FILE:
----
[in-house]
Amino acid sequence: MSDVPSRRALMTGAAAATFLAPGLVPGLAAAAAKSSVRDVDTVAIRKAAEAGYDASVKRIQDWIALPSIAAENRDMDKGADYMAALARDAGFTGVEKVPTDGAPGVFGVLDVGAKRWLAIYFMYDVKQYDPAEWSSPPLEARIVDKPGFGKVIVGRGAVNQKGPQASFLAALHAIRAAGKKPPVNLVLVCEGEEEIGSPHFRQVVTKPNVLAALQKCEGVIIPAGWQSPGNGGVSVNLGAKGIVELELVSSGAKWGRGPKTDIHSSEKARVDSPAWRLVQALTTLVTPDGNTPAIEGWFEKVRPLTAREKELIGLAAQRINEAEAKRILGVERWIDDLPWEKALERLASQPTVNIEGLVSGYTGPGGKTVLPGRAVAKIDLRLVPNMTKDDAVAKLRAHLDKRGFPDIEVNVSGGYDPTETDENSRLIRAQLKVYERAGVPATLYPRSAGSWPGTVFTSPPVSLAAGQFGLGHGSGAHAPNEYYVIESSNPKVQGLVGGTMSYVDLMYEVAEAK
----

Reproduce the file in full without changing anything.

[in-house]
Amino acid sequence: MSDVPSRRALMTGAAAATFLAPGLVPGLAAAAAKSSVRDVDTVAIRKAAEAGYDASVKRIQDWIALPSIAAENRDMDKGADYMAALARDAGFTGVEKVPTDGAPGVFGVLDVGAKRWLAIYFMYDVKQYDPAEWSSPPLEARIVDKPGFGKVIVGRGAVNQKGPQASFLAALHAIRAAGKKPPVNLVLVCEGEEEIGSPHFRQVVTKPNVLAALQKCEGVIIPAGWQSPGNGGVSVNLGAKGIVELELVSSGAKWGRGPKTDIHSSEKARVDSPAWRLVQALTTLVTPDGNTPAIEGWFEKVRPLTAREKELIGLAAQRINEAEAKRILGVERWIDDLPWEKALERLASQPTVNIEGLVSGYTGPGGKTVLPGRAVAKIDLRLVPNMTKDDAVAKLRAHLDKRGFPDIEVNVSGGYDPTETDENSRLIRAQLKVYERAGVPATLYPRSAGSWPGTVFTSPPVSLAAGQFGLGHGSGAHAPNEYYVIESSNPKVQGLVGGTMSYVDLMYEVAEAK